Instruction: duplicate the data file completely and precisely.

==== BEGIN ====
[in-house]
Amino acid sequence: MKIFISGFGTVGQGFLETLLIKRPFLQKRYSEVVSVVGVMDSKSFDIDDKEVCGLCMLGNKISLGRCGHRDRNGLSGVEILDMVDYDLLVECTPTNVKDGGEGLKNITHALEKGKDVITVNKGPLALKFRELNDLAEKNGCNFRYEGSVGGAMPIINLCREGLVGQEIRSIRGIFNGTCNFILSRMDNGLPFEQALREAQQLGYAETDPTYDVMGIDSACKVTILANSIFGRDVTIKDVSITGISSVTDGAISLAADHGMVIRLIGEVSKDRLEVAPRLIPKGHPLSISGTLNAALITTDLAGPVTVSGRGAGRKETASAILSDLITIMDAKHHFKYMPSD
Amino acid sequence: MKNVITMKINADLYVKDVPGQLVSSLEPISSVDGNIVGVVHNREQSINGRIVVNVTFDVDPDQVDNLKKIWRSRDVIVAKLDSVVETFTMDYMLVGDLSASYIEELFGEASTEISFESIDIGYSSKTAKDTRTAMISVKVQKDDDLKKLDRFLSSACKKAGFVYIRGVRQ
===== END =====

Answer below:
[in-house]
Amino acid sequence: MKIFISGFGTVGQGFLETLLIKRPFLQKRYSEVVSVVGVMDSKSFDIDDKEVCGLCMLGNKISLGRCGHRDRNGLSGVEILDMVDYDLLVECTPTNVKDGGEGLKNITHALEKGKDVITVNKGPLALKFRELNDLAEKNGCNFRYEGSVGGAMPIINLCREGLVGQEIRSIRGIFNGTCNFILSRMDNGLPFEQALREAQQLGYAETDPTYDVMGIDSACKVTILANSIFGRDVTIKDVSITGISSVTDGAISLAADHGMVIRLIGEVSKDRLEVAPRLIPKGHPLSISGTLNAALITTDLAGPVTVSGRGAGRKETASAILSDLITIMDAKHHFKYMPSD
Amino acid sequence: MKNVITMKINADLYVKDVPGQLVSSLEPISSVDGNIVGVVHNREQSINGRIVVNVTFDVDPDQVDNLKKIWRSRDVIVAKLDSVVETFTMDYMLVGDLSASYIEELFGEASTEISFESIDIGYSSKTAKDTRTAMISVKVQKDDDLKKLDRFLSSACKKAGFVYIRGVRQ